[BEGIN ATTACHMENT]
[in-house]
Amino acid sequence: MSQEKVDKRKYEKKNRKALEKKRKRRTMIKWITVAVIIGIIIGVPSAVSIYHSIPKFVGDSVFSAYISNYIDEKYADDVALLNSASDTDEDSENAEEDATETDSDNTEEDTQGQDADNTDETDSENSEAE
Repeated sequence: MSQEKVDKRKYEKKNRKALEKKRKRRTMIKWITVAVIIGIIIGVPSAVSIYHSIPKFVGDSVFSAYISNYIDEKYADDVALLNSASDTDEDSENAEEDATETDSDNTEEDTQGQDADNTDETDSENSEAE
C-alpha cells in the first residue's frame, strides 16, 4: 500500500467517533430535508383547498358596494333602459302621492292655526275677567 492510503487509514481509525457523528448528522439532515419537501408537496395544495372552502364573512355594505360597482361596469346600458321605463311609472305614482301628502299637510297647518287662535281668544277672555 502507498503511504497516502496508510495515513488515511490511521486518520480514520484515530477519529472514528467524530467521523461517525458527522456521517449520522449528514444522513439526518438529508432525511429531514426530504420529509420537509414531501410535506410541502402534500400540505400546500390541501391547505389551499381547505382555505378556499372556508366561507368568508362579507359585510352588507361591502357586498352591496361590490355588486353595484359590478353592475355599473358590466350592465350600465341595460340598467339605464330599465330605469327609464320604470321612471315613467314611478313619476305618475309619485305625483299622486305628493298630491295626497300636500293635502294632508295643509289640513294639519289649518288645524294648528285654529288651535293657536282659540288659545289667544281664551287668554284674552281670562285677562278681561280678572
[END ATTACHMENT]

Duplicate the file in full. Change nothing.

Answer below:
[in-house]
Amino acid sequence: MSQEKVDKRKYEKKNRKALEKKRKRRTMIKWITVAVIIGIIIGVPSAVSIYHSIPKFVGDSVFSAYISNYIDEKYADDVALLNSASDTDEDSENAEEDATETDSDNTEEDTQGQDADNTDETDSENSEAE
Repeated sequence: MSQEKVDKRKYEKKNRKALEKKRKRRTMIKWITVAVIIGIIIGVPSAVSIYHSIPKFVGDSVFSAYISNYIDEKYADDVALLNSASDTDEDSENAEEDATETDSDNTEEDTQGQDADNTDETDSENSEAE
C-alpha cells in the first residue's frame, strides 16, 4: 500500500467517533430535508383547498358596494333602459302621492292655526275677567 492510503487509514481509525457523528448528522439532515419537501408537496395544495372552502364573512355594505360597482361596469346600458321605463311609472305614482301628502299637510297647518287662535281668544277672555 502507498503511504497516502496508510495515513488515511490511521486518520480514520484515530477519529472514528467524530467521523461517525458527522456521517449520522449528514444522513439526518438529508432525511429531514426530504420529509420537509414531501410535506410541502402534500400540505400546500390541501391547505389551499381547505382555505378556499372556508366561507368568508362579507359585510352588507361591502357586498352591496361590490355588486353595484359590478353592475355599473358590466350592465350600465341595460340598467339605464330599465330605469327609464320604470321612471315613467314611478313619476305618475309619485305625483299622486305628493298630491295626497300636500293635502294632508295643509289640513294639519289649518288645524294648528285654529288651535293657536282659540288659545289667544281664551287668554284674552281670562285677562278681561280678572